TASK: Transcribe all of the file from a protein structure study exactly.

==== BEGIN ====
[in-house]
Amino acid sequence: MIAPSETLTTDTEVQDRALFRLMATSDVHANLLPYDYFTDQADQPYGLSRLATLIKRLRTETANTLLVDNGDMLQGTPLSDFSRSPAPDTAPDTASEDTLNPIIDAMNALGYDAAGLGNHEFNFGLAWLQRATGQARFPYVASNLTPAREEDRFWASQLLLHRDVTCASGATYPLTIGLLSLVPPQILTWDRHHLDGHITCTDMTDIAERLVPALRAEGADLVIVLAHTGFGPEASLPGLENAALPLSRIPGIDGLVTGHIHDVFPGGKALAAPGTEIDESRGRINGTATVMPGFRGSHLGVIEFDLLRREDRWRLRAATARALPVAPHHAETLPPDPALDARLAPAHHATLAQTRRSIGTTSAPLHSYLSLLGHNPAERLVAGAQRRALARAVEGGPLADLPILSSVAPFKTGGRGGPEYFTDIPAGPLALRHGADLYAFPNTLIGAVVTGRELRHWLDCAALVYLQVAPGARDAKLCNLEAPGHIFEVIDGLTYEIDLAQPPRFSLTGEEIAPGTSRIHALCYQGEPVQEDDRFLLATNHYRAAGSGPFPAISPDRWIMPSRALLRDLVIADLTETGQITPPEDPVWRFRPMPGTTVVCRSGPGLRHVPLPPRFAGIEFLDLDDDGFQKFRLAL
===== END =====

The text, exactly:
[in-house]
Amino acid sequence: MIAPSETLTTDTEVQDRALFRLMATSDVHANLLPYDYFTDQADQPYGLSRLATLIKRLRTETANTLLVDNGDMLQGTPLSDFSRSPAPDTAPDTASEDTLNPIIDAMNALGYDAAGLGNHEFNFGLAWLQRATGQARFPYVASNLTPAREEDRFWASQLLLHRDVTCASGATYPLTIGLLSLVPPQILTWDRHHLDGHITCTDMTDIAERLVPALRAEGADLVIVLAHTGFGPEASLPGLENAALPLSRIPGIDGLVTGHIHDVFPGGKALAAPGTEIDESRGRINGTATVMPGFRGSHLGVIEFDLLRREDRWRLRAATARALPVAPHHAETLPPDPALDARLAPAHHATLAQTRRSIGTTSAPLHSYLSLLGHNPAERLVAGAQRRALARAVEGGPLADLPILSSVAPFKTGGRGGPEYFTDIPAGPLALRHGADLYAFPNTLIGAVVTGRELRHWLDCAALVYLQVAPGARDAKLCNLEAPGHIFEVIDGLTYEIDLAQPPRFSLTGEEIAPGTSRIHALCYQGEPVQEDDRFLLATNHYRAAGSGPFPAISPDRWIMPSRALLRDLVIADLTETGQITPPEDPVWRFRPMPGTTVVCRSGPGLRHVPLPPRFAGIEFLDLDDDGFQKFRLAL